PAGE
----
As shown in Fig. 2, the inversion code interprets the intensity enhancement in the WLF ribbon as due to increased temperatures at all optical depths. Specifically it predicts the heating of the solar photosphere around log τ = 0, where the actual photospheric continuum forms. Such an increase in temperature at this deepest photospheric layer is unlikely for several reasons. First, the observed emission profiles are never in pure emission in the quiet Sun. There always is a slight decrease in intensity in the far wings of the Fe I lines that indicates a temperature decrease above the height corresponding to log τ = 0. Second, if the temperature increase below the solar surface is real, the heating will have to be of a specific type, e.g. it must increase with depth because the atmospheric density significantly rises at those layers.
There are studies of WLF above the limb that conclude that the dominant source of the continuum radiation is located in the solar chromosphere, i.e. well above the line-forming region of the Fe I lines. Naturally, the inversion code SIR cannot account for such potential sources of chromospheric continuum emission as it is applied to photospheric lines that have no intensity contribution from the hotter chromosphere.. Instead of recognizing this, SIR must compensate for the continuum rise by increasing the temperature around the photospheric continuum-formation layer.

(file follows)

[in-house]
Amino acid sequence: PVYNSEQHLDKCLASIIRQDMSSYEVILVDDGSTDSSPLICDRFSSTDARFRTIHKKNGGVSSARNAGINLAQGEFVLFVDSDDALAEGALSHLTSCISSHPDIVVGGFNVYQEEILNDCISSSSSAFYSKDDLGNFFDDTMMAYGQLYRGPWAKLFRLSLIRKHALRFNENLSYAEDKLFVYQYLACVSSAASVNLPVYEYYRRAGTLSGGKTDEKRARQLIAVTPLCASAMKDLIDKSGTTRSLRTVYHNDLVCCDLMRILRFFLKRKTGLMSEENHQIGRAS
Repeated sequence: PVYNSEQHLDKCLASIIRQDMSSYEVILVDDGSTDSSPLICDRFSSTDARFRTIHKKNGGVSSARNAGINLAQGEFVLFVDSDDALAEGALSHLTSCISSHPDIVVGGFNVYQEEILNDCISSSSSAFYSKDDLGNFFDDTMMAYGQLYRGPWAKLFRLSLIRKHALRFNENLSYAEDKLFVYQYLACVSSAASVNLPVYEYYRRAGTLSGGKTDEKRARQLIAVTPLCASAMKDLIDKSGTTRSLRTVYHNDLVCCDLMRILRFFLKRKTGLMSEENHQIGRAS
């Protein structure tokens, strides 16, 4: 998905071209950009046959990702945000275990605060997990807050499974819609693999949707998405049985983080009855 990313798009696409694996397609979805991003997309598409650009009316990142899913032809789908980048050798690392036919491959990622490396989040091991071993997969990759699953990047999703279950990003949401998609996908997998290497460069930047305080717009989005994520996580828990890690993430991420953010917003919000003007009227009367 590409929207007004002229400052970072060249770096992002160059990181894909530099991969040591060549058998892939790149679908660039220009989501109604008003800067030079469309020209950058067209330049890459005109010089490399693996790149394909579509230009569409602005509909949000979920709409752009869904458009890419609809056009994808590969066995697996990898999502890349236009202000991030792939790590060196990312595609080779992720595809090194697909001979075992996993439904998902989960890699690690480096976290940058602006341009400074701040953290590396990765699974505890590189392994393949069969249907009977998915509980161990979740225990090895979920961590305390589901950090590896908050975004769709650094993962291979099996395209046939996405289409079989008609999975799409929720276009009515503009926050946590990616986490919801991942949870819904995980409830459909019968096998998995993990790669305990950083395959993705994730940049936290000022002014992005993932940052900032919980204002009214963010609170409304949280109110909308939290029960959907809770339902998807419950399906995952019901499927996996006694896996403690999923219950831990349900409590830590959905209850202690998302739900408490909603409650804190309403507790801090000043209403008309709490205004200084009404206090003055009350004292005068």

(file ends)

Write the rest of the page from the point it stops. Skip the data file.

In order to mimic such a chromospheric optically thin contribution, we artificially decreased the Stokes I intensity by a flat continuum and did not change the Q, U, and V profiles assuming that this chromospheric contribution is not polarised. An example of this approach is shown in Figure 3, where we had to subtract 28% of the quiet-Sun continuum intensity to obtain a temperature stratification in the deep photosphere at the WLF phase comparable to the post-WLF phase (it is the same pixel as in Figure 2). Using this approach to all pixels in the analysed part of the WLF ribbon, we can estimate the temperature increase in the higher photosphere (around log τ = -2) that is most commonly around 600 K. It also allows us to conclude that the chromospheric contribution to the continuum intensity dominates over the increase caused by the heated photospheric layers.
We have use a unique dataset obtained by the Hinode satellite capturing the X9.3-class WLF ribbon with a spectropolarimetric raster scan, as described in detail in Ref. . The observed Stokes profiles allow us to interpret the temperature stratification of the solar photosphere during this WLF. Also, we argue that contrary to the formation of the Fe I lines, the continuum brightening originates in different, upper layers of the heated atmosphere.
Co-authors Jana Kašparová, Michal Švanda, and Lucia Kleint contributed to this Nugget.